I wrote...

The Butcher's Sons

By Scott Alexander Hess,

Book cover of The Butcher's Sons

What is my book about?

A Kirkus Reviews* Best Book, The Butcher’s Sons is a “brutal and lyrically gorgeous story” (Lambda) that “touches the heart of what it means to be human.”*

Bound by blood but separated by secrets, brothers—Dickie, Walt and Adlai—run a butcher shop for their father, whose broken spirit has isolated him from the world. When Dickie makes a rash decision involving an organized crime family a chain of events ensues that changes the brothers’ lives and forces them to come together—at first, with a sense of camaraderie, but ultimately, with something much fiercer, more brutal. A gritty, intimate portrait of three young Irish-American brothers whose lives irrevocably change during a heat wave in New York City’s Hell’s Kitchen, circa 1930.

Book cover of Stacking the Coffins: Influenza, War and Revolution in Ireland, 1918–19

The ‘decade of centenaries’ from 2013-2023 has seen a plethora of books published about events during the Irish Revolution of a hundred years ago or so. Most of them have a glaring omission in that they do not mention, or only barely mention, the great influenza pandemic (the Spanish Flu) of 1918-1919, despite the fact that infection rates and mortality rates were extremely high. Milne’s book tackles the subject head-on, and fills a gap in the narrative of the pivotal decade 1913-23 in Irish history. The high quality of the research is evident in the enormous level of detail throughout the book, and Milne has given a human voice to many of the victims’ families by including survivor memories passed down through the generations. A sombre, thought-provoking read!

Stacking the Coffins

By Ida Milne,

Why should I read it?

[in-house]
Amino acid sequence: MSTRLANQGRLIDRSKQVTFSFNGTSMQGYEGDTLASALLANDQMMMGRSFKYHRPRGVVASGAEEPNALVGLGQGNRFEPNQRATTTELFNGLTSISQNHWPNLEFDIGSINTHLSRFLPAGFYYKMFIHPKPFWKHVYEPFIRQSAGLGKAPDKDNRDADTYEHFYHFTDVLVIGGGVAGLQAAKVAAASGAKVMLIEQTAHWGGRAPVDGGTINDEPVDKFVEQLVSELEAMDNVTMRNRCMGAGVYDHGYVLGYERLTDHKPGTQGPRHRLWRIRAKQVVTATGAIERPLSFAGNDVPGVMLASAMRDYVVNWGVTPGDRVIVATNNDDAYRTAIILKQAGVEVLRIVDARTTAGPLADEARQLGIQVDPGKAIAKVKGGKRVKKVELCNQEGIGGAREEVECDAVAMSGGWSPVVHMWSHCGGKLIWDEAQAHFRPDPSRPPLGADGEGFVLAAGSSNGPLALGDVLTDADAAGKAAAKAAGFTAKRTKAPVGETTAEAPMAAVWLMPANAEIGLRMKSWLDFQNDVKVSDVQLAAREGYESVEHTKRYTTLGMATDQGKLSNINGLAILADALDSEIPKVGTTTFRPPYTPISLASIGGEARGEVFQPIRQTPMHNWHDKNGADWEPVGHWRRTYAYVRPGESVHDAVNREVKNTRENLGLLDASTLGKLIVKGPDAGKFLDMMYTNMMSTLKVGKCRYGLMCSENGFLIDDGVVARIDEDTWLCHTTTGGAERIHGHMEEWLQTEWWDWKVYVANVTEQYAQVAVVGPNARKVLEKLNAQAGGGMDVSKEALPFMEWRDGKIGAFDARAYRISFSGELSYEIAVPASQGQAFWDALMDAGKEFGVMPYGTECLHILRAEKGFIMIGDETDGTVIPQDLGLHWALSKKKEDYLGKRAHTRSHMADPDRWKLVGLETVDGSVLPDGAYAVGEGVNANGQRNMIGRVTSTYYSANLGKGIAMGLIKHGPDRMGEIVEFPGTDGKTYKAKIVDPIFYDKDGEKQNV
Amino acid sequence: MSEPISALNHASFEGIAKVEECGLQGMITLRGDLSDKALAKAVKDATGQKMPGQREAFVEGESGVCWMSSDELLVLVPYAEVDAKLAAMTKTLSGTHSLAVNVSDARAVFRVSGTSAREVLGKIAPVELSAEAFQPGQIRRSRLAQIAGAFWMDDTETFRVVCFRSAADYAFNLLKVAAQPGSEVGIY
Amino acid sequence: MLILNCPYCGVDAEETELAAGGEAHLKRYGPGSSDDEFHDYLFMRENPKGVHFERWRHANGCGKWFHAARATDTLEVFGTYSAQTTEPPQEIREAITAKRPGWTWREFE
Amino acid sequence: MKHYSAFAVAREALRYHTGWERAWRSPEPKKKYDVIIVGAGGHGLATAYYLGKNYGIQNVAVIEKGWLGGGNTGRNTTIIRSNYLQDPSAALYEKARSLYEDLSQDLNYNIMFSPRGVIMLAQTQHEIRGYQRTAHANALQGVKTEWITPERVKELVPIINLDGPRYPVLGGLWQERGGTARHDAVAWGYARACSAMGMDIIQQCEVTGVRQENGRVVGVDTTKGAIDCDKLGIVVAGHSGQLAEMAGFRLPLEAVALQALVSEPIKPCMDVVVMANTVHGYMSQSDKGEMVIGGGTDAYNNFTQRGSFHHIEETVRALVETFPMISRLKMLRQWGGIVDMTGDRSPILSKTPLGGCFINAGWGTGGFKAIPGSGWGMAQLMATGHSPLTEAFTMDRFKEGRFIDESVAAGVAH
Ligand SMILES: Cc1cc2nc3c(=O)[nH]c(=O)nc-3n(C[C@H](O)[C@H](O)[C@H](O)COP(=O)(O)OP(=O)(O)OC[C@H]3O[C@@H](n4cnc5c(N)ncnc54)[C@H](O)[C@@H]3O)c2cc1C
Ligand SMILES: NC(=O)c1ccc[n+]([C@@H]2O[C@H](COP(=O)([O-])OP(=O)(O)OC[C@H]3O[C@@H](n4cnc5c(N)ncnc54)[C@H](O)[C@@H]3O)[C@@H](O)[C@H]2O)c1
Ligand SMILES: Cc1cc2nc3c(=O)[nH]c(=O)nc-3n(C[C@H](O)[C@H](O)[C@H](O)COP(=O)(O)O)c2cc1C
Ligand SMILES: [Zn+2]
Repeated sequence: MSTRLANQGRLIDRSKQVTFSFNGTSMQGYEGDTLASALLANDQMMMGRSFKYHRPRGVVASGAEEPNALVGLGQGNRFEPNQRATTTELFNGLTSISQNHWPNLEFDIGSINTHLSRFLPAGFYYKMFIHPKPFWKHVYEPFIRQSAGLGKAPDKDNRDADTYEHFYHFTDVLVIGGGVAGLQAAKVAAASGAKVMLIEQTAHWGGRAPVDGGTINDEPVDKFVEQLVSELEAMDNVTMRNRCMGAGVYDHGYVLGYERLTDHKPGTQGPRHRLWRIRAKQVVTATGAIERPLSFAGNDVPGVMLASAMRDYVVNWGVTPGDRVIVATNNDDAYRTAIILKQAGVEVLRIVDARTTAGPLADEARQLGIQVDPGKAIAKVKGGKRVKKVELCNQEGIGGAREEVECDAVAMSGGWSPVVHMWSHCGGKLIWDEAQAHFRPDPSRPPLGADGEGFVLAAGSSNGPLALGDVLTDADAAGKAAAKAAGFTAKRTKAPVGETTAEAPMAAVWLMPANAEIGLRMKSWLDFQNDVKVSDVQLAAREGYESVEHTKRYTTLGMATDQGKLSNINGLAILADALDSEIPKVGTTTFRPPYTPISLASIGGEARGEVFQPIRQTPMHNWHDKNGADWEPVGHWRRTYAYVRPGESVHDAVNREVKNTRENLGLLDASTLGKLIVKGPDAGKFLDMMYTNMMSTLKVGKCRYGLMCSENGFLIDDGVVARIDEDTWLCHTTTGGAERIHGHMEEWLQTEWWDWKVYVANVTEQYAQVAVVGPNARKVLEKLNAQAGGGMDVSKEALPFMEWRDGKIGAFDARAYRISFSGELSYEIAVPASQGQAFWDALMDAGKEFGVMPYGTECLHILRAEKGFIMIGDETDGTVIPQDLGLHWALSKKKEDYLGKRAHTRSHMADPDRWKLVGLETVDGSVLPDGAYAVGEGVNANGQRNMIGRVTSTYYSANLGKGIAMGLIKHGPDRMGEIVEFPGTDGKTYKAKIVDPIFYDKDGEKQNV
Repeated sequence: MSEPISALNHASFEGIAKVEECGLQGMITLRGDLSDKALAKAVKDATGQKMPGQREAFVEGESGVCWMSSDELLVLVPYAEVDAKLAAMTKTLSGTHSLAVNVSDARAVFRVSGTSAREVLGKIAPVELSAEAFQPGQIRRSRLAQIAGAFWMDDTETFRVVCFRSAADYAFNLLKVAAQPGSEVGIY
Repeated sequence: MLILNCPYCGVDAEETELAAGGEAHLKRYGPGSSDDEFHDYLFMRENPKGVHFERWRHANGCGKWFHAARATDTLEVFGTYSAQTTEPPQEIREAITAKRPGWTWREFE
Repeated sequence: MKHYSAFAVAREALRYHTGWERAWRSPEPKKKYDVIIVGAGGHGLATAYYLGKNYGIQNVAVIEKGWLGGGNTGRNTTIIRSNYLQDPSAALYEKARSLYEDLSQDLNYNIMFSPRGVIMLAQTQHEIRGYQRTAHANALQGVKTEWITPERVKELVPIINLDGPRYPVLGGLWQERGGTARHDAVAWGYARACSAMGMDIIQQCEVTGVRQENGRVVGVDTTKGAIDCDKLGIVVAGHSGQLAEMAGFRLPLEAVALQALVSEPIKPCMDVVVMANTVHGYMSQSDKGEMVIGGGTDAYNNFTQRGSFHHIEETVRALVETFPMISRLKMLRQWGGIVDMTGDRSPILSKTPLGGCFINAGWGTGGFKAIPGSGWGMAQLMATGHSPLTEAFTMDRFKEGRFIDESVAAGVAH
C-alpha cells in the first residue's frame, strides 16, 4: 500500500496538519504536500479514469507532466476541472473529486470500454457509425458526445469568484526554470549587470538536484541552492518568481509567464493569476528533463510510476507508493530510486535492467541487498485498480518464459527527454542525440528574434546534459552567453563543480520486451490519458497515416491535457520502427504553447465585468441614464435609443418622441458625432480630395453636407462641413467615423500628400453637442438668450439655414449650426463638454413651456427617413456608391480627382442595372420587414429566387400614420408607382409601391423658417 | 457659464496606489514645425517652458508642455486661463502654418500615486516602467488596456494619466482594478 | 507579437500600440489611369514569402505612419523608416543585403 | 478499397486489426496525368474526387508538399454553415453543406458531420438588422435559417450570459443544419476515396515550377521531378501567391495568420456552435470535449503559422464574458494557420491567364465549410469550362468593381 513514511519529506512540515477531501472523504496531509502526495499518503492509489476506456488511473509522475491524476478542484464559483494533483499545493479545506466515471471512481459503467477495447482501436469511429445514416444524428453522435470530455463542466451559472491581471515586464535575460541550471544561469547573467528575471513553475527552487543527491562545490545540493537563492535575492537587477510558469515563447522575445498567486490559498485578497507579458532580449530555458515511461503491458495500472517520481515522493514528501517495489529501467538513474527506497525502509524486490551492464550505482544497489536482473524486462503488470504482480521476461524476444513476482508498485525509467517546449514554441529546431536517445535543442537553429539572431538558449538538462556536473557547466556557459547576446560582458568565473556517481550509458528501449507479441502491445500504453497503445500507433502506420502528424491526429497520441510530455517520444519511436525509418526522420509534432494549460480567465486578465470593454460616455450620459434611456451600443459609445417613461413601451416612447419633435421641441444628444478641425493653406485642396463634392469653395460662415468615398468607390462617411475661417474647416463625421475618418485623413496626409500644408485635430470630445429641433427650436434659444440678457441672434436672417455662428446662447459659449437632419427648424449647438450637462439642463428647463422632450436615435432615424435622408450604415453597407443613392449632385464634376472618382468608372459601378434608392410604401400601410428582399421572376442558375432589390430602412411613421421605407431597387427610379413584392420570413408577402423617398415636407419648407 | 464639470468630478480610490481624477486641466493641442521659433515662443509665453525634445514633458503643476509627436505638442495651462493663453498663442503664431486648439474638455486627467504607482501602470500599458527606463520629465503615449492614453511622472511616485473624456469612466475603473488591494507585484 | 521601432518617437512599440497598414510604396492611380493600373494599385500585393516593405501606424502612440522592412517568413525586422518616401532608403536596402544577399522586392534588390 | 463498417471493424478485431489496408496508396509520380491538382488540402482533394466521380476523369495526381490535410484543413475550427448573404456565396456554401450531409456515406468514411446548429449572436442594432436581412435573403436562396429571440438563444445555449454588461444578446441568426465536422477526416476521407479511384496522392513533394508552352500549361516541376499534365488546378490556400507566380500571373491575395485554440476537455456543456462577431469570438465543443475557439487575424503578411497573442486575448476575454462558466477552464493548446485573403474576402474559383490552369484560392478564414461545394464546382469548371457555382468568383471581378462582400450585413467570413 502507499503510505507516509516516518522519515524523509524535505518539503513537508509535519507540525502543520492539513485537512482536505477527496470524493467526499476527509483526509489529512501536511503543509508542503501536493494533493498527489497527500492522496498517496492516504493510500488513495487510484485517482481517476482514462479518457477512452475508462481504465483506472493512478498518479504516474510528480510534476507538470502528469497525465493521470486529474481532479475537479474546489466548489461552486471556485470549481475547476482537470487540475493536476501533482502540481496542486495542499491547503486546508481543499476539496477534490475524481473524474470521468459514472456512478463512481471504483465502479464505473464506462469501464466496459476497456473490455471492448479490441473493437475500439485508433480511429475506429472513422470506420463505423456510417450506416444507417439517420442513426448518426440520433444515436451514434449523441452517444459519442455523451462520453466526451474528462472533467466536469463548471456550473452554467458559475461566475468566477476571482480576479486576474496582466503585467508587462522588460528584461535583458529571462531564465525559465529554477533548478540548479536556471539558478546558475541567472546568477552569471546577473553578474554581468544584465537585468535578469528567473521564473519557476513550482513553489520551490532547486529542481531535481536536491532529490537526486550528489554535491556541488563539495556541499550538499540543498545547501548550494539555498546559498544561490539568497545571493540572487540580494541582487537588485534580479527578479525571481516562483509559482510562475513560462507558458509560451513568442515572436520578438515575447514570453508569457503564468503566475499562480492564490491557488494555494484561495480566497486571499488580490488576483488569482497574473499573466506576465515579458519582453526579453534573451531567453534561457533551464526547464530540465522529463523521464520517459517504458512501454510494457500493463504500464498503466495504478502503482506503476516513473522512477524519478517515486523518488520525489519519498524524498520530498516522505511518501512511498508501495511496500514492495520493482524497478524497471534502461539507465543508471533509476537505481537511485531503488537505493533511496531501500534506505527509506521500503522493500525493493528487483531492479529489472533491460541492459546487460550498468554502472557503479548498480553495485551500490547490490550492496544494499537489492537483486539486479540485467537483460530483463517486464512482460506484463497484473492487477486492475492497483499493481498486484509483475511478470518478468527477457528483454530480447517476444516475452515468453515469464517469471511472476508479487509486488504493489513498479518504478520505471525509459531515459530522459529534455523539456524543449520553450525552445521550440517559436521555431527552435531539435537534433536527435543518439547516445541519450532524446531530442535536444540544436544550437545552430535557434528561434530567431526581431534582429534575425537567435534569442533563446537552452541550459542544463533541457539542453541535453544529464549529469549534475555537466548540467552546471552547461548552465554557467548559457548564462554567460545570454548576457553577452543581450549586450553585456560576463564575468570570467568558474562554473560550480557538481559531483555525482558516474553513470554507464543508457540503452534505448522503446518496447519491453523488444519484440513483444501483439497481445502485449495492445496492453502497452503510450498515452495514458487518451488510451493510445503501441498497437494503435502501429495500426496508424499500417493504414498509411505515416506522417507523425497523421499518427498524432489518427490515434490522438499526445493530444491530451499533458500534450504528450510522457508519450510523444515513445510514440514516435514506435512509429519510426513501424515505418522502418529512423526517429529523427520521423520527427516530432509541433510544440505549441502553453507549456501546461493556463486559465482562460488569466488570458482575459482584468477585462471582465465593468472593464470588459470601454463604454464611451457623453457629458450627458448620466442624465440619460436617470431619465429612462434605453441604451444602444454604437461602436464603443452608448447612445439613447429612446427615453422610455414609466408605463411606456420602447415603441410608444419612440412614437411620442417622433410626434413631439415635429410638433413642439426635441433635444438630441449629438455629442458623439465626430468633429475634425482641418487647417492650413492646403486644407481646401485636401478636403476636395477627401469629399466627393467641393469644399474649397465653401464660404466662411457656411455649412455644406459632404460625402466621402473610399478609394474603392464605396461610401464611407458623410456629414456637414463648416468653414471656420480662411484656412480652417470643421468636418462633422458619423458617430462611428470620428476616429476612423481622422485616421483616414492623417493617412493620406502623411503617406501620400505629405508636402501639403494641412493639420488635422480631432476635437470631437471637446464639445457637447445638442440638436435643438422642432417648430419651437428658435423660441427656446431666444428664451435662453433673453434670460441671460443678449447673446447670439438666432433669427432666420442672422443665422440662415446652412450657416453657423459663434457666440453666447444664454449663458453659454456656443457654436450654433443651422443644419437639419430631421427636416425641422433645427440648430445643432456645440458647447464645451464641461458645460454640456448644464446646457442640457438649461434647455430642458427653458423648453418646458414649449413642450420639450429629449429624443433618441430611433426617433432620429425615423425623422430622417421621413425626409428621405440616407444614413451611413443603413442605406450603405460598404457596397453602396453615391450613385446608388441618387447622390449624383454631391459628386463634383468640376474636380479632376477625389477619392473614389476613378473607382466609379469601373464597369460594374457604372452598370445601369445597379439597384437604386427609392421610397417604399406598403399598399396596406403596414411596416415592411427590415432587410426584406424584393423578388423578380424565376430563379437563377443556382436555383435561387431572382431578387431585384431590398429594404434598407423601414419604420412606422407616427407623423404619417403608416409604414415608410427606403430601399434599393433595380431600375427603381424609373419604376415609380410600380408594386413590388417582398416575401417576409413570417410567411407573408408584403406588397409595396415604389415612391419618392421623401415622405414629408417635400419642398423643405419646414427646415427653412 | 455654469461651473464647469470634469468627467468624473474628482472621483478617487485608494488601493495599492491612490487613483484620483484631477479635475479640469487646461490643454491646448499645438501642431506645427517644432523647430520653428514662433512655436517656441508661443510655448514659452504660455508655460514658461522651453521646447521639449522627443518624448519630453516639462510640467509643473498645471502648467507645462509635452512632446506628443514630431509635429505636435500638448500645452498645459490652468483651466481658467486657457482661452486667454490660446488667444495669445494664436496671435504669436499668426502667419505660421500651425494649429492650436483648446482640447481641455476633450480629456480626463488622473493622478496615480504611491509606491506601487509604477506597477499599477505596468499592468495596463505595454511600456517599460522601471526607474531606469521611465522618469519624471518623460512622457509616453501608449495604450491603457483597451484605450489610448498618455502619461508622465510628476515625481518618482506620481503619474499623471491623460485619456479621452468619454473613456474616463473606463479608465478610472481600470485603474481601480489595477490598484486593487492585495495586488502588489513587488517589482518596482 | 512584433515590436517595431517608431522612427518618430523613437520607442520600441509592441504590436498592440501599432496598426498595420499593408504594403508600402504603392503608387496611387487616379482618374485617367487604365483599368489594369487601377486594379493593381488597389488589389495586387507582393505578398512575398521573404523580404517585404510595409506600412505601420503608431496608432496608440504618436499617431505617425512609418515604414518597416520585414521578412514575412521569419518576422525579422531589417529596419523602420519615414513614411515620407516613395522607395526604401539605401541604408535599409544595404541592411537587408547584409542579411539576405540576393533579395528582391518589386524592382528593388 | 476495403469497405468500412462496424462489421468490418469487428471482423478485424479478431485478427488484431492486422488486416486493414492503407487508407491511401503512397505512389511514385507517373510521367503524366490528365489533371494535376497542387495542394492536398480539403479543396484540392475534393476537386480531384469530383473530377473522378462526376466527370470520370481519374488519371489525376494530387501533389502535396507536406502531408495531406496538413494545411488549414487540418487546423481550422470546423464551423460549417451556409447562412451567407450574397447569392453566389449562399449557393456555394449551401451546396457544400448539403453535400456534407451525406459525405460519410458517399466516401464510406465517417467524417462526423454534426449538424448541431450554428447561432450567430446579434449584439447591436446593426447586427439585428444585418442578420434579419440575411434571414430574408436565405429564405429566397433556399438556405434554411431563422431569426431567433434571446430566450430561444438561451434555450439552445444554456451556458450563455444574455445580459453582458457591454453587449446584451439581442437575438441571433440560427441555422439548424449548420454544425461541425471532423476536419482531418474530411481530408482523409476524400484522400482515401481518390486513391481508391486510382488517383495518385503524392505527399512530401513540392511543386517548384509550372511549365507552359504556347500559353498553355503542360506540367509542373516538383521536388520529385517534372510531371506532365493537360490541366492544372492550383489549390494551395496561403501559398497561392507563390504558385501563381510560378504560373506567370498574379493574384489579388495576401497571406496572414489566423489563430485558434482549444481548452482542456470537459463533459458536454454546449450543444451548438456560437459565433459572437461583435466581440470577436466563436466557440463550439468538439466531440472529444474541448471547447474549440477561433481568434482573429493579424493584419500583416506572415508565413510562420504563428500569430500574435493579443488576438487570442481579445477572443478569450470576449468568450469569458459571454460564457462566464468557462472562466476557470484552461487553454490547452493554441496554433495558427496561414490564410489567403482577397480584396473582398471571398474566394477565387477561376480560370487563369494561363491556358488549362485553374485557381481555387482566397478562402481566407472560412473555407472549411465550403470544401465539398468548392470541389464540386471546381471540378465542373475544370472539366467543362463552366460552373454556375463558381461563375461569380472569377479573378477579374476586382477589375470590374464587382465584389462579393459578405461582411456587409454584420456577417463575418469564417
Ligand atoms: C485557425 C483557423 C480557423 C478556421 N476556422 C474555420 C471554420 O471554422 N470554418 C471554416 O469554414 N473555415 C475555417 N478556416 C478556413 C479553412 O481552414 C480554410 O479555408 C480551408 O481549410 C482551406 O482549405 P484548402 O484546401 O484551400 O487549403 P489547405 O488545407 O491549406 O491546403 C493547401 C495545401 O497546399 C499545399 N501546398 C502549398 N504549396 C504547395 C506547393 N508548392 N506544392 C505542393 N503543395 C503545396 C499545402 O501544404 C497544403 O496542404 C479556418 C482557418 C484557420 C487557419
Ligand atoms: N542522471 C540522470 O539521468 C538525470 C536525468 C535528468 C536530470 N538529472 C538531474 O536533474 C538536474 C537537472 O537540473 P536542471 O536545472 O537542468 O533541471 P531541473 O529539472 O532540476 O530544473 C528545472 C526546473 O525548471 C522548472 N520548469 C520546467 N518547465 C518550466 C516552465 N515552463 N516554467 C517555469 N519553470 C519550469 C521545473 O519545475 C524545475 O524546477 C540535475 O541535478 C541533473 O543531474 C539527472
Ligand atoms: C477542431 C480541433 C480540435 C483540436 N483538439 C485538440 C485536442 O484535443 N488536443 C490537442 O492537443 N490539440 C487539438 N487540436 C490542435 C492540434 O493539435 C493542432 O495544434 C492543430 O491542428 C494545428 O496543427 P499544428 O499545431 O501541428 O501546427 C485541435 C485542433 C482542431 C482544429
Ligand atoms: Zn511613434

1 author picked Stacking the Coffins as one of their favorite books, and they share why you should read it.

What is this book about?

The 1918-19 influenza epidemic killed more than 50 million people, and infected between one fifth and half of the world's population. It is the world's greatest killing influenza pandemic, and is used as a worst case scenario for emerging infectious disease epidemics like the corona virus COVID-19. It decimated families, silenced cities and towns as it passed through, stilled commerce, closed schools and public buildings and put normal life on hold. Sometimes it killed several members of the same family. Like COVID-19 there was no preventative vaccine for the virus, and many died from secondary bacterial pneumonia in this pre-antibiotic…

Who am I?

I’m an Irish writer and historian. I always enjoyed history, even in school, and I went on to study it at Maynooth University, receiving a BA. I became a history teacher and eventually head of the history department in Méanscoil Iognáid Rís. I began writing local history articles for the Dunlavin arts festival and the parish magazine. I went back to university and got a first-class honours MA from Maynooth, before being awarded a PhD from DCU. I’ve won the Lord Walter Fitzgerald prize and the Irish Chiefs’ Prize, and my students were winners in the Decade of Centenaries competition. Now retired, I continue to write and lecture about history!


I wrote...

An Irish Village: Dunlavin, County Wicklow

By Chris Lawlor,

Book cover of An Irish Village: Dunlavin, County Wicklow

What is my book about?

This book traces the history of the Dunlavin region from earliest times to the present day, but it is more than the history of a little-known County Wicklow village and its communities. It is the history of a nation in microcosm. This book explores the impact of national events on everyday life within a specific locality. In its pages you will read of Gaelic warriors, Viking raiders, Norman conquerors, English settlers, improving landlords, liberal loyalists, subversive radicals, rebellions, mass political movements, the Tithe War, the Great Famine, the Land War, political upheavals, social change and economic developments—viewed through the prism of one village and its environs. It should appeal to all Irish history enthusiasts. The book is now available exclusively from my website.

The Great Influenza

By John M. Barry,

Book cover of The Great Influenza: The Story of the Deadliest Pandemic in History

This brilliant non-fiction work by John M. Barry is fascinating for its scholarship and engaging prose. We learn about the source of the H1N1 influenza virus in birds through its mutations to a deadly pandemic engulfing the globe and responsible for killing an estimated 50 million people. In addition to writing layman’s course in virology, Mr. Barry focuses on individuals who perished and those who searched unceasingly for a vaccine. This is the most timely of books for readers who have endured the twenty-first century coronavirus pandemic.